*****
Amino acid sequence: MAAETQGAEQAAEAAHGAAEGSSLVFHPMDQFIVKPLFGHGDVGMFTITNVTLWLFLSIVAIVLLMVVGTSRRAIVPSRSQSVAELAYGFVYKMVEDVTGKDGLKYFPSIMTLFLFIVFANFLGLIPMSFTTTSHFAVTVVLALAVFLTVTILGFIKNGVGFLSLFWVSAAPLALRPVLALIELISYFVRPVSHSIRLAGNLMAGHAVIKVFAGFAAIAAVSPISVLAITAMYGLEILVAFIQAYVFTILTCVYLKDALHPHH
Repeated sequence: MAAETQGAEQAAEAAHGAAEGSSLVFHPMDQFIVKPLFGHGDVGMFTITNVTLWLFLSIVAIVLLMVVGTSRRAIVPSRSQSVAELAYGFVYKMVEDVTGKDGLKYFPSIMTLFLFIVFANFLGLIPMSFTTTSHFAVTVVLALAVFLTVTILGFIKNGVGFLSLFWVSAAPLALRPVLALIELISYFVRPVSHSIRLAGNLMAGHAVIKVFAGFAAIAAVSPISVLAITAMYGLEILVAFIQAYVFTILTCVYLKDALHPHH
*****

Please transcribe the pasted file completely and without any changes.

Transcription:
Amino acid sequence: MAAETQGAEQAAEAAHGAAEGSSLVFHPMDQFIVKPLFGHGDVGMFTITNVTLWLFLSIVAIVLLMVVGTSRRAIVPSRSQSVAELAYGFVYKMVEDVTGKDGLKYFPSIMTLFLFIVFANFLGLIPMSFTTTSHFAVTVVLALAVFLTVTILGFIKNGVGFLSLFWVSAAPLALRPVLALIELISYFVRPVSHSIRLAGNLMAGHAVIKVFAGFAAIAAVSPISVLAITAMYGLEILVAFIQAYVFTILTCVYLKDALHPHH
Repeated sequence: MAAETQGAEQAAEAAHGAAEGSSLVFHPMDQFIVKPLFGHGDVGMFTITNVTLWLFLSIVAIVLLMVVGTSRRAIVPSRSQSVAELAYGFVYKMVEDVTGKDGLKYFPSIMTLFLFIVFANFLGLIPMSFTTTSHFAVTVVLALAVFLTVTILGFIKNGVGFLSLFWVSAAPLALRPVLALIELISYFVRPVSHSIRLAGNLMAGHAVIKVFAGFAAIAAVSPISVLAITAMYGLEILVAFIQAYVFTILTCVYLKDALHPHH